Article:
Director: Carlos Saura
Screenplay: Carlos Saura
Cast: Miguel Angel Sola, Cecilia Narova, Mía Maestro
NY Distribution Status: long gone (Sony Pictures Classics)

Grade: C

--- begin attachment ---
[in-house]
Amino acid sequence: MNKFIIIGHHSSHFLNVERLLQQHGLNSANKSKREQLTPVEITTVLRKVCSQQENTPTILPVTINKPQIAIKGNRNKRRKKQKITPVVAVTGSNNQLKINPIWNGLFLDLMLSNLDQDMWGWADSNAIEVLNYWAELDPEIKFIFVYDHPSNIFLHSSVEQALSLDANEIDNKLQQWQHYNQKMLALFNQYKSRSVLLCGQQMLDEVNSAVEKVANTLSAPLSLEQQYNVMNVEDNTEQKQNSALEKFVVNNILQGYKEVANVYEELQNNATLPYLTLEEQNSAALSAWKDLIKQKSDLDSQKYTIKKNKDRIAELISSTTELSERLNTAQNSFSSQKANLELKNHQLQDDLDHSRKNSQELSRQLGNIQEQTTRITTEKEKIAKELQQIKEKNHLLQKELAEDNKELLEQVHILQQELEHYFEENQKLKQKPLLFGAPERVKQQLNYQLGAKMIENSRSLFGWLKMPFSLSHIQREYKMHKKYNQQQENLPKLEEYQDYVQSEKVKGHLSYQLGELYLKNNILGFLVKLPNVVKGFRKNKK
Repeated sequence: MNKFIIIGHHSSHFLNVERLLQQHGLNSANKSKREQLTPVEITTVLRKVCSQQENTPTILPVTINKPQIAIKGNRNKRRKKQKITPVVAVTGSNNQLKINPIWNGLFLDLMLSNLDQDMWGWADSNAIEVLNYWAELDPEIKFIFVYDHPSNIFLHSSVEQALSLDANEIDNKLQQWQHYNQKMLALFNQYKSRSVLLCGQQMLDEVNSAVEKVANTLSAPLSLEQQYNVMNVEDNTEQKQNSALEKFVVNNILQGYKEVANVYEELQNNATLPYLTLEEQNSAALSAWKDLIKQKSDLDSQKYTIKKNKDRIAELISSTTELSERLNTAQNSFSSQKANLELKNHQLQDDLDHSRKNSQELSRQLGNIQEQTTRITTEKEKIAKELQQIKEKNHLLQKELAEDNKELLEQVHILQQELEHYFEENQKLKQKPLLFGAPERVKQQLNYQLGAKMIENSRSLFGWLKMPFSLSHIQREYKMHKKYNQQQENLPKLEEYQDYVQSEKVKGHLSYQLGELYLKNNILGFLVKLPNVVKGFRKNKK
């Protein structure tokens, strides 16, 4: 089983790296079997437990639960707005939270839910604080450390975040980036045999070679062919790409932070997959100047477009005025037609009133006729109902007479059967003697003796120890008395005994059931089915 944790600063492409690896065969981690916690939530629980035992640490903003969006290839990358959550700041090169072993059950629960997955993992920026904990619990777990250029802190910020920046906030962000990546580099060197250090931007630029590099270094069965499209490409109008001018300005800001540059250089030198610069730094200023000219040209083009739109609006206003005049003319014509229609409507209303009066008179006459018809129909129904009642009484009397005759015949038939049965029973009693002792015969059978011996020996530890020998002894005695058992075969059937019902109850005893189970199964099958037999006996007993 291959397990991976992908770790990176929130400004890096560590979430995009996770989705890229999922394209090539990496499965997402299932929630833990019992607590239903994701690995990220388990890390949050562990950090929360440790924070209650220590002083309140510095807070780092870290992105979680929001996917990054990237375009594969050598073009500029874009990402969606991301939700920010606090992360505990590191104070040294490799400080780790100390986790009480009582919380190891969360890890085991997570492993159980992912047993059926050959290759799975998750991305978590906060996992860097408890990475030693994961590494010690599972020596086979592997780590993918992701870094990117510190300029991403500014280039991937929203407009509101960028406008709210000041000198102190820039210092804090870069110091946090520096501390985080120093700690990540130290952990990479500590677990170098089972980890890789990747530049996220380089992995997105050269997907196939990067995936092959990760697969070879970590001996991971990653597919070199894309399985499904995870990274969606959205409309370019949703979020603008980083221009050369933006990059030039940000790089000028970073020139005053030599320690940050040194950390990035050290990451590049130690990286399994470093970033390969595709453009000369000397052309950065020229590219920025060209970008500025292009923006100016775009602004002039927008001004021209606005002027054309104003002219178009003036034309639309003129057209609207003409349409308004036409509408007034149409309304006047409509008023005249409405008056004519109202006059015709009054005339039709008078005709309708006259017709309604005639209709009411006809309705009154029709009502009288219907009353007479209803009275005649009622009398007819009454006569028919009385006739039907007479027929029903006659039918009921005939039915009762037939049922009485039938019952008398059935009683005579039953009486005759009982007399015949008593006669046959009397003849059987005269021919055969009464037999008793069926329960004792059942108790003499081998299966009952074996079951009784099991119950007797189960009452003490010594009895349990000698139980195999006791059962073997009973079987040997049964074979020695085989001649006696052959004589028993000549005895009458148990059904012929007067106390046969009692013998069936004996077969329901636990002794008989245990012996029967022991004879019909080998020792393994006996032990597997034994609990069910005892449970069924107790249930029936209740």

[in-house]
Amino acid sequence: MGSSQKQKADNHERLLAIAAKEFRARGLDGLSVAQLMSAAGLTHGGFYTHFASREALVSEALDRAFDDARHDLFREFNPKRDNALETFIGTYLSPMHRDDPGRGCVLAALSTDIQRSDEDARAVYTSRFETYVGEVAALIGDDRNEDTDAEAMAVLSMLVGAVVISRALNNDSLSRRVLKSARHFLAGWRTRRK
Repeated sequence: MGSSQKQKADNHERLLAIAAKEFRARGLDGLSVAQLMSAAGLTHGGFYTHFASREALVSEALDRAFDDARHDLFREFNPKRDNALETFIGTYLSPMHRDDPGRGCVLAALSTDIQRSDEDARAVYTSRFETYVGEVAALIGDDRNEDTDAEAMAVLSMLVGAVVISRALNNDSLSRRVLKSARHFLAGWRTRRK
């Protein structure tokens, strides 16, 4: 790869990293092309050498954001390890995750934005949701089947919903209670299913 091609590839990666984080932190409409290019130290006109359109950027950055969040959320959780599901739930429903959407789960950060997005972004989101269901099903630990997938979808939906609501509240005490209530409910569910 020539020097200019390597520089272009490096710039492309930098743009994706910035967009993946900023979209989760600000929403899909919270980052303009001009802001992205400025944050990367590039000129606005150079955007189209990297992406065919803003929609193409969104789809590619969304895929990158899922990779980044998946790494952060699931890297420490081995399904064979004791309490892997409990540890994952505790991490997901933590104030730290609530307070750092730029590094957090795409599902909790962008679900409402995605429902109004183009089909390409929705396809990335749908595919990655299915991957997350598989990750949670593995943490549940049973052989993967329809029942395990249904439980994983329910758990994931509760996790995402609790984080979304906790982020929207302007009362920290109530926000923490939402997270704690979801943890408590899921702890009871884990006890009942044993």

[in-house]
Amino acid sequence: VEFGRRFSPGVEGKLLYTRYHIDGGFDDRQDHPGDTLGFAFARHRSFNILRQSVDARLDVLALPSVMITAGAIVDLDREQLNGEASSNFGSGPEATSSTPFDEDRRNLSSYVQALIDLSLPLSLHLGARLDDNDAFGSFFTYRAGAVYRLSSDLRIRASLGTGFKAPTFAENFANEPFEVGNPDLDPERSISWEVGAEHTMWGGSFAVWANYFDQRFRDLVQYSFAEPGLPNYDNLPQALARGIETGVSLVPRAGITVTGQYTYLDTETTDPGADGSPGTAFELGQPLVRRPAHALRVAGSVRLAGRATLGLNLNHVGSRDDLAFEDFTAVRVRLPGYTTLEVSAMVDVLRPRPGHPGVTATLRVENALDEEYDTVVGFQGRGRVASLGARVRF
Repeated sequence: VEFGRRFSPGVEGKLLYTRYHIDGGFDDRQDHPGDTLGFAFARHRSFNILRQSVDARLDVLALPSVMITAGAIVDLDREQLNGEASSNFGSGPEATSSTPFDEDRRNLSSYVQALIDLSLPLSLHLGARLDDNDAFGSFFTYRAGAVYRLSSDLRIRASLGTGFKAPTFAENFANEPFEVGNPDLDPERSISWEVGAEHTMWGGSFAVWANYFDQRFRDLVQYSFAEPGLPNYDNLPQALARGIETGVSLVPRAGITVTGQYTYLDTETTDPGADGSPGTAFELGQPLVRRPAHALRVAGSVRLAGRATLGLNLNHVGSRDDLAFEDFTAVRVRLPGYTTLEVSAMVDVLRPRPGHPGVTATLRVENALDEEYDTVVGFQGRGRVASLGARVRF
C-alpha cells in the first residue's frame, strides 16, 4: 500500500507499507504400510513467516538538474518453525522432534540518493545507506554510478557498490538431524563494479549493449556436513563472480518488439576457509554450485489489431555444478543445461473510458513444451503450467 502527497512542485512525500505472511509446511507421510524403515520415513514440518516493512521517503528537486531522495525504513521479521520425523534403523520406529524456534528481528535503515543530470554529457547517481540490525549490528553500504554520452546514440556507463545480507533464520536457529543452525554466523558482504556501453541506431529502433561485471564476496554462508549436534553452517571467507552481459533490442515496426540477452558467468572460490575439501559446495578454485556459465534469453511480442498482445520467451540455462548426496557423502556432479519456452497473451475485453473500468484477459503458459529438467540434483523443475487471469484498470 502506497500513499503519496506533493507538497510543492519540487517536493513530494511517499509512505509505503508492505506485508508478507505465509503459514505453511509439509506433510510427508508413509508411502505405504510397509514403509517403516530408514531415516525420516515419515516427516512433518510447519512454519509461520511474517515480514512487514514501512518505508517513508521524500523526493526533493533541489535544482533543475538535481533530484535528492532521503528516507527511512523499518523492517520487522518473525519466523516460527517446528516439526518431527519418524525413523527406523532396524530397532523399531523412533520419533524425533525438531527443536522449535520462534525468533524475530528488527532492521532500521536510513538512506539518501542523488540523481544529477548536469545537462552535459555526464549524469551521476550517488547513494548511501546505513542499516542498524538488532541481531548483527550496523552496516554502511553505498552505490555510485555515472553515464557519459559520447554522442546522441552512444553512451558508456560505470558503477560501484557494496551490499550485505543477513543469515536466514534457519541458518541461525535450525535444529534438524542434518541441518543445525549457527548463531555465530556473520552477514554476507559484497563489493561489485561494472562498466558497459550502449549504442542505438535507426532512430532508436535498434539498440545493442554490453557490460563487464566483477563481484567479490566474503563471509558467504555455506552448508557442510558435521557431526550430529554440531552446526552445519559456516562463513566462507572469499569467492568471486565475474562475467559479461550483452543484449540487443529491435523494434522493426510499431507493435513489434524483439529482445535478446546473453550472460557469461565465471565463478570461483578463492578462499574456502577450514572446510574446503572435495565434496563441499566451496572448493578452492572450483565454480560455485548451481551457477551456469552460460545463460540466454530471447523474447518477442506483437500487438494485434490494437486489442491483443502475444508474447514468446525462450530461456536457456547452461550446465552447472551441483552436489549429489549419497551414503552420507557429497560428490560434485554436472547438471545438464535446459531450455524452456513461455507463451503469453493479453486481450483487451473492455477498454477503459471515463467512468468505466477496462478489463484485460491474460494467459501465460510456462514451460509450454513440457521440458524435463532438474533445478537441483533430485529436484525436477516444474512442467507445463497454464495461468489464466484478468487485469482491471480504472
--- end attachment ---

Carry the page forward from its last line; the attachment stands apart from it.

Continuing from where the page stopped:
Months after seeing it, my most vivid memory of Carlos Saura's latest dance picture is not, surprisingly enough, of legs thrusting or pelvises swiveling or profiles conjoined. It's not visual at all, in fact, but aural: what haunts me is a recurring, vaguely menacing theme composed by the great Lalo Schifrin (best known, I suppose, for his rousing theme for TV's Mission: Impossible, though he's also composed scores for everything from The President's Analyst to Doctor Detroit) -- a piece of music so insidiously thrilling that it was sometimes almost enough to convince me that the movie itself was thrilling, too. And perhaps it is, to those for whom the tango alone is entertainment enough (though I can't imagine that even dance aficionados are capable of suppressing a snort at the ludicrous, laughably grandiose death-camp number -- and no, I am not inventing that); anybody seeking more than just flamboyant footwork, on the other hand, must contend with a tired self-referential plot about the making of the very film we're currently trying to enjoy, only trouble being that we can't enjoy it because we're constantly being reminded that we're watching a movie -- the very same movie, in fact, that... (Etc.) Saura's previous effort, 1997's Flamenco (he's moving through Latin dance forms the way Branagh's moving through the Shakespeare canon), was admirably pure, dispensing entirely with narrative and character to simply showcase one exhilarating performance after another; I eventually got a bit bored, it's true, having a limited tolerance for dancing in which the hoofers don't also sing Porter or Gershwin tunes, but I can easily see how others might enjoy such uncomplicated virtuosity for hours on end. Waiting out the downtime between numbers in the company of a creatively-blocked film director who's falling in love with a lovely young ingénue who's unfortunately the moll of the very gangster who's coincidentally financing the director's work, on the other hand, has gotta be a bit of a chore even for the truly choreography-obsessed.